The Jewish Observer
News from Middle Tennessee's Jewish Community | Sunday, March 3, 2024
The Jewish Observer

U.S. Attorney’s Office Brings “United Against Hate” Initiative to Nashville

The United States Attorney General’s “United Against Hate” initiative aims to educate and engage local communities around combatting hate crimes. The Jewish Federation of Greater Nashville recently hosted local U.S. Attorney Henry Leventis and others from his office and local law enforcement to do just that. The event featured Leventis, Assistant U.S. Attorneys Nani Gilkerson and Jae Lim, FBI Supervisory Special Agent Richard Baer, FBI Special Agent Lucas McTaggart, Metro Nashville Police Lt. Jason Sharpe, Victim Assistant Specialist for the U.S. Attorney John Hernandez, and Executive Assistant U.S. Attorney Mark Wildasin.  

Hate 3.jpeg

U.S. Attorney Henry Leventis introduces the panel discussion

Leventis introduced the initiative and said enforcement against hate crimes remains a top priority for the justice department. “I believe the federal government’s commitment to protecting civil rights is what distinguishes us from countries around the world. That commitment is alive and well in the U.S. Attorney’s office.” Leventis also said the administration’s support of Israel in its fight against terrorism remains staunch. “President Biden and Attorney General Garland are unequivocal in their condemnation of October 7.” 

A top priority of the initiative is helping to identify hate crimes. Gilkerson said in simple terms, hate crimes are designed to send a message to the victim or community. “It is a crime motivated by hate against the victim,” she said. There are seven categories of hate crimes, religion is one of those. Federal law protects against illegal discrimination. 

Lim said the federal government has several ways of identifying and addressing a violation of a civil right, and described how a hate incident can be a violation of a civil right. “The language must be specific as to the time, place, and a specific slur against a community. It can be discrimination in housing, schools, and employment contracts.” He cited examples in the workplace, such as Jewish employees being passed over for promotions or raises, or antisemitic slurs that go undisciplined by employer. 

According to Lim, a hate crime is where a hate incident and a civil rights violation intersect. And one of the biggest challenges facing the U. S. Attorneys’ efforts to prosecute hate crimes continues to be underreporting. “It’s a serious issue. We need to report every single incident,” says Gilkerson. Citizens who believe they have experienced a hate crime should report it to local law enforcement, the FBI, and in an emergency, always call 9-1-1.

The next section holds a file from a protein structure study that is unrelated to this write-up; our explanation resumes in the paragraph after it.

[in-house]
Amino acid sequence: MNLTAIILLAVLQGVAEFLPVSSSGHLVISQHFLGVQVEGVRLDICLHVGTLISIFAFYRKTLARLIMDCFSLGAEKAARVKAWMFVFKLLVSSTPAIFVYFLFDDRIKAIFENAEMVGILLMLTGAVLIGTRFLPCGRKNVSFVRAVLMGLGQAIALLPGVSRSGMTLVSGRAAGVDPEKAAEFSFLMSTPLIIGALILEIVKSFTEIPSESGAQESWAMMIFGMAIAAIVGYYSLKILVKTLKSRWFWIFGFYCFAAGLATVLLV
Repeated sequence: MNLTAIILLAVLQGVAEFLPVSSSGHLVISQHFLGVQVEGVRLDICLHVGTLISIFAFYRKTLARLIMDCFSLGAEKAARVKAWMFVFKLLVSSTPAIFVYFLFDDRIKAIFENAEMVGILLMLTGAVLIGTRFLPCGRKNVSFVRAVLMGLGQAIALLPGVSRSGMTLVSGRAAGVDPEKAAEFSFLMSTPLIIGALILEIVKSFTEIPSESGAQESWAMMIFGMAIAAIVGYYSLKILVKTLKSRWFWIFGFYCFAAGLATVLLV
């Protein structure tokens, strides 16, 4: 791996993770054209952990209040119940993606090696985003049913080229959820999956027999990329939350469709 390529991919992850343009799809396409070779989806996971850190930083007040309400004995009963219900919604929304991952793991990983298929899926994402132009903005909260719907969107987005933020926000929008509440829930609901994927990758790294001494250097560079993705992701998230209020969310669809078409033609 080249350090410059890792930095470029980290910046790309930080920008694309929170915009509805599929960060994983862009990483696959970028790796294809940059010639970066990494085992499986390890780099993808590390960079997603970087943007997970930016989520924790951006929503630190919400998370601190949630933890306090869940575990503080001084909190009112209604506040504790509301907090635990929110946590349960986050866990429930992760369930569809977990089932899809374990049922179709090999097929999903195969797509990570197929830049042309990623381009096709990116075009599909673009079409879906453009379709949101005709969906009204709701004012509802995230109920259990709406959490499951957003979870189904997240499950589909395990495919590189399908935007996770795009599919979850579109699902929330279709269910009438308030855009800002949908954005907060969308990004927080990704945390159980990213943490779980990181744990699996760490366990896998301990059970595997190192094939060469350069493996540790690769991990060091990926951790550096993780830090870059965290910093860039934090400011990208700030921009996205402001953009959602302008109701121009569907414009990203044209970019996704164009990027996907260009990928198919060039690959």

Hate 2.jpeg

Panelists discuss hate crime education and reporting

Antisemitism continues to rise and in Nashville it has been rising for more than a year. Gilkerson says FBI reports of crimes based on race, ethnicity, and ancestry have risen by more than 59% over the last year, and crimes based on religion by over 17%.  

An area where antisemitic incidents is causing alarm locally is on campuses and in schools. Lim said social media is one area that is increasingly difficult for students. “It’s a challenge. If there is a threat on social media, the school doesn’t necessarily have to report it. But the parent should report it.”  

Even when an incident is reported, the response by a school can be less than satisfactory, leaving students frustrated and isolated. Sara Hanai’s daughter is a sophomore at Franklin High School in Williamson County. During a group project in an English class, a classmate created a monster character adorned with a star of David and with stereotypical Jewish features. When Hanai’s daughter reported it to the teacher, she received no response. “The teacher didn’t say anything, even after my daughter emailed her to discuss it with the other students,” said Hanai. “There should be a way for students to learn why these types of incidents are hurtful. To learn rather than to punish.” Hanai said after October 7, she sent a message to the principal describing that her daughter was sad and that she has relatives and friends in Israel, and again received a lukewarm response. “He said he spoke with the classmates, and they understood they made a poor choice. But no one ever spoke with my daughter. She feels no one gets how she feels, and there has been no closure for her.” 

Hate 1.jpeg

Students and community members listen to panel

For college students, it can be frightening to draw attention to oneself. Jonah Biller is a junior at Ensworth School. He attended with several classmates and a teacher. He said, “My brother is a freshman in college, but he is uncomfortable highlighting himself because he doesn’t want to be a target.” Gilkerson acknowledged the difficulty and risk associated with reporting. “It takes courage, and it is part of our job to support people and hold accountable those who discriminate. Nobody chooses to be a victim.” 

Not everyone in attendance was part of the Jewish community. Jeff and Caroline Paine are concerned community members who are part of the Church of Jesus Christ of the Latter Day Saints. They were surprised to learn about the proliferation of hate crimes and antisemitism. “We had no idea this was so huge,” said Jeff Paine, “There are so many incidents that are painful, but at least people are protected. We just wish people would love each other more.” 

To report a hate incident or hate crime, visit www.justice.gov/hate crimes. To report an incident in a school or campus, visit the Jewish Federation of Greater Nashville at www.jewishnashville.org/antisemitismreport 

Support The Observer

The Jewish Observer is published by The Jewish Federation of Greater Nashville and made possible by funds raised in the Jewish Federation Annual Campaign. Become a supporter today.